The crash of the Hindenburg; the My Lai Massacre; The new Lone Ranger movie. These are just three examples of past and recent horrors one may not expect to be depicted in a collectable art format. However, a growing number of morbid aunts and grandmothers have been purchasing these depressing knick-knacks online to the tune of $37,000* annually.
One fetching as much as $1500 depicting the liberation of emaciated females from Auschwitz recently sold at auction in Connecticut. The buyer, only known as “Ms. Pearl,” was quoted as saying “I’m a Northerner, liberal as the day is long, and I care about the arts…but do you want to see my Nazi death globe?”
Capitalizing on the trend, craftsmen in several states have taken to taken to immortalizing more a wide array of human atrocities under glass and surrounded by glitter. Specialty Artisan Sandy Hookman† has made himself known for his scenes of cult-based tragedies ranging from Jonestown to the Branch Davidian compound in Waco, Texas.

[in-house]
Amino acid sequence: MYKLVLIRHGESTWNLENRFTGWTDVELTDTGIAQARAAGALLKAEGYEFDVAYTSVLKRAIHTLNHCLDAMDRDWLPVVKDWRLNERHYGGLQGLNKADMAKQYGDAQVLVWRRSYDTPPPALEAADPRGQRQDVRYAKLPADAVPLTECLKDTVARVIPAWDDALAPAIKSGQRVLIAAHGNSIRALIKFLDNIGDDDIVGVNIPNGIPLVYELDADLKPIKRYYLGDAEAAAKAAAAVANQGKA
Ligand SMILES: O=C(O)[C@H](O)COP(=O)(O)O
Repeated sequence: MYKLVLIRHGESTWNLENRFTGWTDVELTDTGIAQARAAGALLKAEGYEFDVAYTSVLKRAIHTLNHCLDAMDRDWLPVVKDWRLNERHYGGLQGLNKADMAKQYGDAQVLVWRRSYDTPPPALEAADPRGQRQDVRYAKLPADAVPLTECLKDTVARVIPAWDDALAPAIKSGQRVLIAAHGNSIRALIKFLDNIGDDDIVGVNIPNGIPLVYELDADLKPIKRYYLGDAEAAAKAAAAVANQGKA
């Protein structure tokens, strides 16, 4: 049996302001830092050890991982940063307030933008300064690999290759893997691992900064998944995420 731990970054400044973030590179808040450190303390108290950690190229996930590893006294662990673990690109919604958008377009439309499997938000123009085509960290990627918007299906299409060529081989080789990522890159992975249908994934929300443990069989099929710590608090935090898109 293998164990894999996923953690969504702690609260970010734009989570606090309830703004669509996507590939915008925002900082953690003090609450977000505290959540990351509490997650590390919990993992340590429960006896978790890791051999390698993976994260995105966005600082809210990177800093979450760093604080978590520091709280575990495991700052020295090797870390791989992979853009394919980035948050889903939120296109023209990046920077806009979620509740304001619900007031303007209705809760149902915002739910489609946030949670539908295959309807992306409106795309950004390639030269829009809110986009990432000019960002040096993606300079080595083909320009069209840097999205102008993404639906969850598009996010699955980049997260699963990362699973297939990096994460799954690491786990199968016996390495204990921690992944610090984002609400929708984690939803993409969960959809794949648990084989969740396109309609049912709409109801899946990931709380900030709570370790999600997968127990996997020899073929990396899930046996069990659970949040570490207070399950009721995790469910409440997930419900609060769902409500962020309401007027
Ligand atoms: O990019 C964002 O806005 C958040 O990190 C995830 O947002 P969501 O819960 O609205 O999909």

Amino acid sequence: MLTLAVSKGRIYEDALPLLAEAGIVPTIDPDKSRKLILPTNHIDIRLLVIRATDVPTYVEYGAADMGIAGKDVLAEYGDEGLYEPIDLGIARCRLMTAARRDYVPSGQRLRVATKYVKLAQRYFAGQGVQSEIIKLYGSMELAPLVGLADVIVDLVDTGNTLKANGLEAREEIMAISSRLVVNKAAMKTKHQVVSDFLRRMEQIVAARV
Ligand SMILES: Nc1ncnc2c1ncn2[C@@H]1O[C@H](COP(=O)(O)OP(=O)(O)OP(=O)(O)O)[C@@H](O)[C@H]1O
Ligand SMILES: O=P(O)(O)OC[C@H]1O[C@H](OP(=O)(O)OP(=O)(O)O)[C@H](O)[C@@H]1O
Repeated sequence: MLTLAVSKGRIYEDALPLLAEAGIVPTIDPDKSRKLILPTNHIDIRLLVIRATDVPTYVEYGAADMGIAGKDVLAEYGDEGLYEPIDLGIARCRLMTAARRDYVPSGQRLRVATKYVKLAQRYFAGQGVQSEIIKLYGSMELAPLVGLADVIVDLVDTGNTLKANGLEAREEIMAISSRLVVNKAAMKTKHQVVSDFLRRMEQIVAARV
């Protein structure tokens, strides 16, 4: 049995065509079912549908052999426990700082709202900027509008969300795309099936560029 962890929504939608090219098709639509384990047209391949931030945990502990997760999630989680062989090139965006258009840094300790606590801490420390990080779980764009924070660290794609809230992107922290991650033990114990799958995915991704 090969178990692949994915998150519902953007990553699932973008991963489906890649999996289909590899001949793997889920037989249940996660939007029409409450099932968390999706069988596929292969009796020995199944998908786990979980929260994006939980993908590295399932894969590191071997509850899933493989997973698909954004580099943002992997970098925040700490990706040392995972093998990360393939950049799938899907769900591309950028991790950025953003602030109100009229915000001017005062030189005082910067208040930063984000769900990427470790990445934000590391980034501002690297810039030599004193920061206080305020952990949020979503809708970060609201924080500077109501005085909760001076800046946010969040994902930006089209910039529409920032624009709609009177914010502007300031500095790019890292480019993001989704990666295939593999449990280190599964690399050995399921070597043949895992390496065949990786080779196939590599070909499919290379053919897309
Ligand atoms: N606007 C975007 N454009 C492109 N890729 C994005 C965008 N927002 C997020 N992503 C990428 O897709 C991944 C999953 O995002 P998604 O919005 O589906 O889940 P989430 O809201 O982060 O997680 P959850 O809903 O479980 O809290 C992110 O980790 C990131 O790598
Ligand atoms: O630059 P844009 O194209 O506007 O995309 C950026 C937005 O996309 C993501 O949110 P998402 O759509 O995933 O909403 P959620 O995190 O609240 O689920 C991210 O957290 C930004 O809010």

Painstaking detail goes into these depictions. His masterpiece, entitled “August 9th – A Evening at the Tate House” is considered one of the most sought-after pieces in this sick, fucking sick genre. It plays the song “Ob-La-Di, Ob-La-Da” when you wind it up.
Met with very little protest, most coming from west coast radio DJs, this market continues to thrive. As a memento of our time in Hartford, we’ll be sure to bring back a “Fukushima Daiichi” globe for the office.
It plays “Walkin’ on Sunshine.” And rains radioactive death when you shake it.
* – Costa Rican Colones
† – No relation